I found this quote recently:
“Luther, in one of his epistles, said that there was no wickedness, no cruelty, that Zwingli did not charge him with. And in another epistle he complained that Carlstadtius was more malicious against him than ever any of his enemies had been. And as for Oecolampadius, Luther was so provoked against him that he called him the black devil. We may see what strange corruptions are working sometimes in the hearts of godly men” (Burroughs, Irenicum, pp. 340-341).
“Strange corruptions” indeed. This Jeremiah Burroughs (1599-1646) quote makes me think of how (supposed) “godly men” treat those professing Christians with whom they disagree doctrinally. So this Burroughs’ book is called “Irenicum” which is supposed to have something to do with peace.
And there is that famous quote attributed — some have argued, misattributed — to the unbelieving Augustine:
“In essentials, unity; in non-essentials, liberty; in all other things, charity.”
Apparently Martin Luther thought his heretical and idolatrous doctrine of the “real presence” was not a non-essential over which Christians could differ since
“Luther didn’t even think Zwingli was a Christian and said that Zwingli was now ‘seven times more dangerous than when he was a papist’ and that he would rather drink blood with papists than wine with Zwinglians! Luther was vehement for a variety of reasons: Zwingli was using the same arguments as Carlstadt, his understanding of ‘rightly discerning the body and blood of Jesus Christ’ (which meant Zwingli’s followers were eating and drinking judgment to themselves), and his own natural tendency to see everything in black-and-white terms.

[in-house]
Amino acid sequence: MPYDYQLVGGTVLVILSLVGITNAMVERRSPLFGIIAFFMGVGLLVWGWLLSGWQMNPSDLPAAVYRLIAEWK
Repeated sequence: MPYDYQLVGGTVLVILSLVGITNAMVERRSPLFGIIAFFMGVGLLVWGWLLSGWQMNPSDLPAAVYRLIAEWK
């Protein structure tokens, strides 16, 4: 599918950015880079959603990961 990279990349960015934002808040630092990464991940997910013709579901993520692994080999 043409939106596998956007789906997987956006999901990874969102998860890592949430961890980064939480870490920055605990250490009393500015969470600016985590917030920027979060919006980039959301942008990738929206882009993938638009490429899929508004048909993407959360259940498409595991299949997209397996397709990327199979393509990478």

However, the guilt still has to rest on Luther’s shoulders. According to legend, Zwingli saw two goats meeting on a narrow mountain path, where there was only room for one to pass. When they met, one goat lay down in front of the other, and the other walked over it. The story may not be true but Zwingli certainly was the more peaceful interlocutor; when Luther walked into the Marburg colloquy, he wrote ‘this is my body’ on the table with a piece of chalk, and from that point he would not budge. Zwingli begged, with tears in his eyes, that Luther would at least acknowledge them as Christians so they could united and join forces against the coming Catholics. Luther refused.” (SOURCE)
So here are Luther and Zwingli, two unbelievers, debating each other (and others) at the Marburg Colloquy. A very brief look at this piece of history reveals how some unregenerate religionists made their judgments concerning saved and lost; concerning who they considered believers or unbelievers. Evidently Zwingli deemed Luther a spiritual brother, but Luther did not think Zwingli was a brother.